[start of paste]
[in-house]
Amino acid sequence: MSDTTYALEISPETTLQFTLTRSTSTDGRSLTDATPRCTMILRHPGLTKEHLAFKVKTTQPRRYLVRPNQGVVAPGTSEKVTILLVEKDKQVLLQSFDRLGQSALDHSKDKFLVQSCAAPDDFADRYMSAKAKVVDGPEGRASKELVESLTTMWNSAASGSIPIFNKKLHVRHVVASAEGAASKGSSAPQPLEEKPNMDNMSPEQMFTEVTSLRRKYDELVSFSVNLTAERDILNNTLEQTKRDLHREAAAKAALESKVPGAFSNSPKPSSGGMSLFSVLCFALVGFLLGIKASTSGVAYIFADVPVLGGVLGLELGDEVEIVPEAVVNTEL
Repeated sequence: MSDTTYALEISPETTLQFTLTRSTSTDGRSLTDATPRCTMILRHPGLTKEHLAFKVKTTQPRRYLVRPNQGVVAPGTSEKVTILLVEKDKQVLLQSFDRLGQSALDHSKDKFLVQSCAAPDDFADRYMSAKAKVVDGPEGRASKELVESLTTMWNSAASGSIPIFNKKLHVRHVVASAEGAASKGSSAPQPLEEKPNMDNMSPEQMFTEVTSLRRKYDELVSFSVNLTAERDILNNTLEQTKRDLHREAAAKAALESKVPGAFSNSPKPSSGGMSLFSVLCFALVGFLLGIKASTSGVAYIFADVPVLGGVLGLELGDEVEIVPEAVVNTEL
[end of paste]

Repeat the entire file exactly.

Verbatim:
[in-house]
Amino acid sequence: MSDTTYALEISPETTLQFTLTRSTSTDGRSLTDATPRCTMILRHPGLTKEHLAFKVKTTQPRRYLVRPNQGVVAPGTSEKVTILLVEKDKQVLLQSFDRLGQSALDHSKDKFLVQSCAAPDDFADRYMSAKAKVVDGPEGRASKELVESLTTMWNSAASGSIPIFNKKLHVRHVVASAEGAASKGSSAPQPLEEKPNMDNMSPEQMFTEVTSLRRKYDELVSFSVNLTAERDILNNTLEQTKRDLHREAAAKAALESKVPGAFSNSPKPSSGGMSLFSVLCFALVGFLLGIKASTSGVAYIFADVPVLGGVLGLELGDEVEIVPEAVVNTEL
Repeated sequence: MSDTTYALEISPETTLQFTLTRSTSTDGRSLTDATPRCTMILRHPGLTKEHLAFKVKTTQPRRYLVRPNQGVVAPGTSEKVTILLVEKDKQVLLQSFDRLGQSALDHSKDKFLVQSCAAPDDFADRYMSAKAKVVDGPEGRASKELVESLTTMWNSAASGSIPIFNKKLHVRHVVASAEGAASKGSSAPQPLEEKPNMDNMSPEQMFTEVTSLRRKYDELVSFSVNLTAERDILNNTLEQTKRDLHREAAAKAALESKVPGAFSNSPKPSSGGMSLFSVLCFALVGFLLGIKASTSGVAYIFADVPVLGGVLGLELGDEVEIVPEAVVNTEL